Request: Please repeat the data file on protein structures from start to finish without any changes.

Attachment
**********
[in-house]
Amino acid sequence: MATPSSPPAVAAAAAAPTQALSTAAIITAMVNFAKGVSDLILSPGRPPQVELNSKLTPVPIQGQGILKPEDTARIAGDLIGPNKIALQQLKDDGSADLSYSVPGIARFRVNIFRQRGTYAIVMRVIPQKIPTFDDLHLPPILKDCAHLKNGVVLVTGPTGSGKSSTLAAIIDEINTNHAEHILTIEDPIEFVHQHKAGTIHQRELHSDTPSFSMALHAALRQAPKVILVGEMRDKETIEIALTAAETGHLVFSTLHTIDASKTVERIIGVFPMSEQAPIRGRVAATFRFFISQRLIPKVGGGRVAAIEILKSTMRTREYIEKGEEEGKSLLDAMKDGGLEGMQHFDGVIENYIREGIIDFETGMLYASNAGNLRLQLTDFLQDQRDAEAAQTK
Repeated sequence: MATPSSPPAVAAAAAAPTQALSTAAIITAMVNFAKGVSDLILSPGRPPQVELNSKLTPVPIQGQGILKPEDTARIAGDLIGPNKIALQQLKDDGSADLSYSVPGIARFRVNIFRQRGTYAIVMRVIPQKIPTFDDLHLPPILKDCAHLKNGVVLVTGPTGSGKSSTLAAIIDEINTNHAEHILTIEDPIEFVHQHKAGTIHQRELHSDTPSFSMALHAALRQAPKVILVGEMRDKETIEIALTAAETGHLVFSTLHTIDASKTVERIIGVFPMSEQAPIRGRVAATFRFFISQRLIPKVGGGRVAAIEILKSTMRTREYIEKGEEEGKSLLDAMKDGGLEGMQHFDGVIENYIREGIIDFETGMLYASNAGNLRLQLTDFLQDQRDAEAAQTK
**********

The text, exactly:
[in-house]
Amino acid sequence: MATPSSPPAVAAAAAAPTQALSTAAIITAMVNFAKGVSDLILSPGRPPQVELNSKLTPVPIQGQGILKPEDTARIAGDLIGPNKIALQQLKDDGSADLSYSVPGIARFRVNIFRQRGTYAIVMRVIPQKIPTFDDLHLPPILKDCAHLKNGVVLVTGPTGSGKSSTLAAIIDEINTNHAEHILTIEDPIEFVHQHKAGTIHQRELHSDTPSFSMALHAALRQAPKVILVGEMRDKETIEIALTAAETGHLVFSTLHTIDASKTVERIIGVFPMSEQAPIRGRVAATFRFFISQRLIPKVGGGRVAAIEILKSTMRTREYIEKGEEEGKSLLDAMKDGGLEGMQHFDGVIENYIREGIIDFETGMLYASNAGNLRLQLTDFLQDQRDAEAAQTK
Repeated sequence: MATPSSPPAVAAAAAAPTQALSTAAIITAMVNFAKGVSDLILSPGRPPQVELNSKLTPVPIQGQGILKPEDTARIAGDLIGPNKIALQQLKDDGSADLSYSVPGIARFRVNIFRQRGTYAIVMRVIPQKIPTFDDLHLPPILKDCAHLKNGVVLVTGPTGSGKSSTLAAIIDEINTNHAEHILTIEDPIEFVHQHKAGTIHQRELHSDTPSFSMALHAALRQAPKVILVGEMRDKETIEIALTAAETGHLVFSTLHTIDASKTVERIIGVFPMSEQAPIRGRVAATFRFFISQRLIPKVGGGRVAAIEILKSTMRTREYIEKGEEEGKSLLDAMKDGGLEGMQHFDGVIENYIREGIIDFETGMLYASNAGNLRLQLTDFLQDQRDAEAAQTK